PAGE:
Marquee tags used to be quite the popular party guests at HTML cocktail parties. They would enter from the front door, head over to the drinks, keep walking, jump out the window, only to re-enter from the front door. Oh! those crazy tricksters.
Still not jogging your memory? Marquees look like this:
If you want a more immersive experience, visit Evan Goer’s Page of the Damned. It’s simply spectacular.
The marquee element was invented by Internet Explorer to try and get an edge on Netscape Navigator. For the babies out there, Netscape was a web browser that dominated the market up until the First Browser War and it had its own proprietary tag, blink. The battle was epic, it was like Ali versus Frazier III but instead of boxing gloves, they had proprietary, equally obnoxious tags.
The marqee tag was pretty popular—look at basically any GeoCities page—but it had some fierce critics. Vicious haters and cowards claimed that the marquee tag was distracting and that it caused issues for users of assistive technology. On both these counts they were right. Haters also said that it was difficult to print out webpages with marquee elements. But really who does that? NOT A PROBLEM. Other two complaints: problem. Printing webpages: not problem.
Due to these complaints, the W3C decided that the marquee tag is not valid HTML, declaring it non-compliant. However, many browsers such as Chrome, Firefox, and Safari continue to support it.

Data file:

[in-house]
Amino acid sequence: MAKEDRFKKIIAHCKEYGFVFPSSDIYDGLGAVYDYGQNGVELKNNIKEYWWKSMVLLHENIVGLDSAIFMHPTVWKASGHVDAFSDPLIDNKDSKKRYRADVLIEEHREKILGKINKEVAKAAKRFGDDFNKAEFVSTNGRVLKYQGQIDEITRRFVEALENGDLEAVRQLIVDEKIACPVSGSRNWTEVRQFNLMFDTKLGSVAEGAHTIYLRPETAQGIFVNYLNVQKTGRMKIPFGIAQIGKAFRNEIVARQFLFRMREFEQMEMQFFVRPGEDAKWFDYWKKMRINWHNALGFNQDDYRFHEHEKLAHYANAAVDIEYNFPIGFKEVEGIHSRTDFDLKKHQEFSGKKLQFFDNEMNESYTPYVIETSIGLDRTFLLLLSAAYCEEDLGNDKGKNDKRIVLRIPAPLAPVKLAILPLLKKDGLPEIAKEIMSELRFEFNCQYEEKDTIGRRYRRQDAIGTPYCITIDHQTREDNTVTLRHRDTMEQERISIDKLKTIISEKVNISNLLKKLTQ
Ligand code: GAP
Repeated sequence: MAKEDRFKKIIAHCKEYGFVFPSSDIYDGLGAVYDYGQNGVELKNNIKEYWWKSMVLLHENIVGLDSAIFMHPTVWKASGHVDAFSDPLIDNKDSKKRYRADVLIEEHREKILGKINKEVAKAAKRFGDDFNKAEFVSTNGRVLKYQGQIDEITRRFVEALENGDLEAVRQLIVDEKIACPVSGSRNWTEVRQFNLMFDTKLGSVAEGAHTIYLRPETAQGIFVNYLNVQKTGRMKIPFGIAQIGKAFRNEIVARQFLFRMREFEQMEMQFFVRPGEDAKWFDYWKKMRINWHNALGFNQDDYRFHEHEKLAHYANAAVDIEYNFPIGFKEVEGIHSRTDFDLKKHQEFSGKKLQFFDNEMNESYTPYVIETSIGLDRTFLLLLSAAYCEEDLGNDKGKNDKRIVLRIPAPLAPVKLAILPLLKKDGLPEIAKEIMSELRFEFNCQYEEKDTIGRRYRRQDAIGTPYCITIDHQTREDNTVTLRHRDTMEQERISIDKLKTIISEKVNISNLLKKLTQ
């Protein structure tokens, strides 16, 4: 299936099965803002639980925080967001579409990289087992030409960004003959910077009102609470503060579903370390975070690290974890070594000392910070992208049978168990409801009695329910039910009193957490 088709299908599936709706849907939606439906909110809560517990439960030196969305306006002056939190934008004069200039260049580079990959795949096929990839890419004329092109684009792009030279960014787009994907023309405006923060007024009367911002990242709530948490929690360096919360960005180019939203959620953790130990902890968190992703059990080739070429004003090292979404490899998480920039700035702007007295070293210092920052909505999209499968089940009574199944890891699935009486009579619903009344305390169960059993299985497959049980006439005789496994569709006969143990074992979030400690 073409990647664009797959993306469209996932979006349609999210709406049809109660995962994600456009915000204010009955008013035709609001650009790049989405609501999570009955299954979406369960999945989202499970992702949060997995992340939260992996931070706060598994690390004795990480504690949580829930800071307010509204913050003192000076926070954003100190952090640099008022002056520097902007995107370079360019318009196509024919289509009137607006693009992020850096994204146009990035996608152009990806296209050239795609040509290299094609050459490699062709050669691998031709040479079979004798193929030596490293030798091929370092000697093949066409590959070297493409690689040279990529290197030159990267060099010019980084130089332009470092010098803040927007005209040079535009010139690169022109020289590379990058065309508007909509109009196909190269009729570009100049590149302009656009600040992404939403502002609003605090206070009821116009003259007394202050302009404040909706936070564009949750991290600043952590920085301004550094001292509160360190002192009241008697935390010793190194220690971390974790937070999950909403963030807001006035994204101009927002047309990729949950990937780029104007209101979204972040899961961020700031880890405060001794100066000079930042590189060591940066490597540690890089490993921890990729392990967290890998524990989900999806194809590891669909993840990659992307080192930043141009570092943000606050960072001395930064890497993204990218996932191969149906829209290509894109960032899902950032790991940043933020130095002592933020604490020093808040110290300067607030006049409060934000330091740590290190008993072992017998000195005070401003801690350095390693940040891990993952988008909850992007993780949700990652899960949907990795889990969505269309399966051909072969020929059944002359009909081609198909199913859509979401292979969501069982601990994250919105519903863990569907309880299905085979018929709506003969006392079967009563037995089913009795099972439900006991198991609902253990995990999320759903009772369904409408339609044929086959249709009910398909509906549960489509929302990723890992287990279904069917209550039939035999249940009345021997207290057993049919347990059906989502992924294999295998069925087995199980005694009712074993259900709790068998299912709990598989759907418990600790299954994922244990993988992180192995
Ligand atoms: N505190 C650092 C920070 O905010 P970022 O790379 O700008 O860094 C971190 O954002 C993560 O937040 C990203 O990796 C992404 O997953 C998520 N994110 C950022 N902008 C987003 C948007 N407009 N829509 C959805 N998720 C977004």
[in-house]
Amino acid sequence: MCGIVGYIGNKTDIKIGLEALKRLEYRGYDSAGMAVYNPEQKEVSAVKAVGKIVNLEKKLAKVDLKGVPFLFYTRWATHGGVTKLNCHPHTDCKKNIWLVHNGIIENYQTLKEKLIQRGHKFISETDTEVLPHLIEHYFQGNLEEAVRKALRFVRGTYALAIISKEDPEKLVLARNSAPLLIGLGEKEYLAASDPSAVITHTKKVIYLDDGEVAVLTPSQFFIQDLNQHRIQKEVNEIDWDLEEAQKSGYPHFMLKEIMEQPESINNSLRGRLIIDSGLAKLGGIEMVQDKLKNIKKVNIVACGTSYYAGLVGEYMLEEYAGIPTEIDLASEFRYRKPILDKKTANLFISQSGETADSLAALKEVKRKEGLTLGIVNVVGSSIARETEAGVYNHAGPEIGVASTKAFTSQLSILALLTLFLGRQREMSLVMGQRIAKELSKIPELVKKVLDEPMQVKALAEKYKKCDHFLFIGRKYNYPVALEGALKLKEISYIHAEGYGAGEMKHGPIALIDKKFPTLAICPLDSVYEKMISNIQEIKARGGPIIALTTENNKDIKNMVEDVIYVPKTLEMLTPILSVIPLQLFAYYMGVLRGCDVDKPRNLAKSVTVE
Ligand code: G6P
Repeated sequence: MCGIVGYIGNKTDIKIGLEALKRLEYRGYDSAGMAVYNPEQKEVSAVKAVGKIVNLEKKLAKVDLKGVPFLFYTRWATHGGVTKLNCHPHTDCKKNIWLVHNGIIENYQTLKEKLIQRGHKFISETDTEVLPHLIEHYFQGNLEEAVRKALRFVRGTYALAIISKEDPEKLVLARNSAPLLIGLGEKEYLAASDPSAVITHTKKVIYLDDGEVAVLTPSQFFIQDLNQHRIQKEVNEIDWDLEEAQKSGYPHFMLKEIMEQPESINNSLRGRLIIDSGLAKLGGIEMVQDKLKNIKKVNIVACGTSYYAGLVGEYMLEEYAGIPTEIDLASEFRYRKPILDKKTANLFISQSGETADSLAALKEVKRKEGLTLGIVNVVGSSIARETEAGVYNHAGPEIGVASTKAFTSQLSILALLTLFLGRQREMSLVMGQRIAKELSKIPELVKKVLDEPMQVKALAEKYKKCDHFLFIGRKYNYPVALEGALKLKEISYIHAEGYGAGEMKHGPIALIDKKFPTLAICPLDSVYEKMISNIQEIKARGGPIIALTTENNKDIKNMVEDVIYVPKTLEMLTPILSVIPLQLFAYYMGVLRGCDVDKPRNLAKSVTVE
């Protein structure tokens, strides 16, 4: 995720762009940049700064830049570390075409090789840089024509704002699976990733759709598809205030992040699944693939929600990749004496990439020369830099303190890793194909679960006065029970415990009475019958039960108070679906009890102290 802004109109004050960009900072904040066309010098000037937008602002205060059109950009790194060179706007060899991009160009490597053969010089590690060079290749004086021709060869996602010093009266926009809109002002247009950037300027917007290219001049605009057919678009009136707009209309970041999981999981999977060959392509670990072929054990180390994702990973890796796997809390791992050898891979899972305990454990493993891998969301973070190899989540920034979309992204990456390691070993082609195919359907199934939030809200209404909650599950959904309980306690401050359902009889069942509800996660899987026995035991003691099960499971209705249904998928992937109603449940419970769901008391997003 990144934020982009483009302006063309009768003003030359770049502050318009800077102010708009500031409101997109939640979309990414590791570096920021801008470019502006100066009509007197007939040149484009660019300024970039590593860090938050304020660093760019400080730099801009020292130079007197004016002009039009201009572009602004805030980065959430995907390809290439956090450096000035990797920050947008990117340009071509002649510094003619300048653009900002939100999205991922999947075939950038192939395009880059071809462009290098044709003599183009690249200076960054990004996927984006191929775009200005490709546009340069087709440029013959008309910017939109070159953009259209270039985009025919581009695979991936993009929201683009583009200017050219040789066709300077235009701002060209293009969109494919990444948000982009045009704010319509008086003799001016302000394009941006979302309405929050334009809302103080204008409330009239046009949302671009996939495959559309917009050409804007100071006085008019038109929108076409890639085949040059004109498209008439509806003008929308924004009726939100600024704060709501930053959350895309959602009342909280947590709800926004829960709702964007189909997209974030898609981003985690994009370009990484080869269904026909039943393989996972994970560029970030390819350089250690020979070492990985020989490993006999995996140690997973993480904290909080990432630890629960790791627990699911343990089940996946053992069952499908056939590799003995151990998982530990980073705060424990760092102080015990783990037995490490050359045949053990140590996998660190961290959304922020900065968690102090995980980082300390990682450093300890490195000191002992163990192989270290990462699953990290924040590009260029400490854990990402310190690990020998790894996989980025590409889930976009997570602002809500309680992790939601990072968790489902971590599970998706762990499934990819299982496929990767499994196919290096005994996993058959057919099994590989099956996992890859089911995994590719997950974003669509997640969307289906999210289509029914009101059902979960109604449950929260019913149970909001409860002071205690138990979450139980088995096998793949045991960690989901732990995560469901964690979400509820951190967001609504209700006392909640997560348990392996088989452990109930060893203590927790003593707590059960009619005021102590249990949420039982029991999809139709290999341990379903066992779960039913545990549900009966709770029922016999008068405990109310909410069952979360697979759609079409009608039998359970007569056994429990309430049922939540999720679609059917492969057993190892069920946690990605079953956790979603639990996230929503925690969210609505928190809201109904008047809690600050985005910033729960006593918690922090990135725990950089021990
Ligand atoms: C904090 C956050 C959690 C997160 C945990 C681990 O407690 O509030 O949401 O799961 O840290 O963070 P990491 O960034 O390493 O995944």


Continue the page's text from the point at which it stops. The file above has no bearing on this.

In fact, Firefox and now Chrome support a wide array of attributes. For instance, in addition to rendering marquee tags that scroll horizontally, these browsers allow marquee tags to scroll from top to bottom. Another attribute allows you to reverse the content’s direction once it hits the side of the marquee. These browsers also allow marquee tags to be nested (though Evan Goer does not recommend it)—that is, having one marquee tag inside of another. Put the two and two together, and you get a div that ‘bounces’. In other words, the effect of a ball hitting walls can be achieved with just HTML and some old school CSS.
Creating a Bouncing Ball Using Marquees
There are five steps. They are simple. So simple.
Step 1: Create the markup
To start out, we’re gonna nest some divs like they’re dreams and we’re in Inception. Okay so create a container. Inside this container, create a bar-like div. Inside this bar, nest a green square. Ta-da!
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Step 2: Move the square from left to right
.square div in a marquee tag and give this marquee tag a behavior attribute of
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Step 3: Move the bar from top to bottom
Repeat step 2 but for the
.bar div: wrap it in a marquee tag with the
alternate behavior. Add two more attributes: give it a direction of
up and give it the
height of the container in which it’s nested.
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Step 4: Nest a circle div inside the square div
Take a look at CSS Trick’s shapes article if you need help styling a circle-shaped div.
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Step 5: [lowers glasses like Tim Gun] Make it work.
Don’t want to write any of this? I get it. Here’s the Codepen.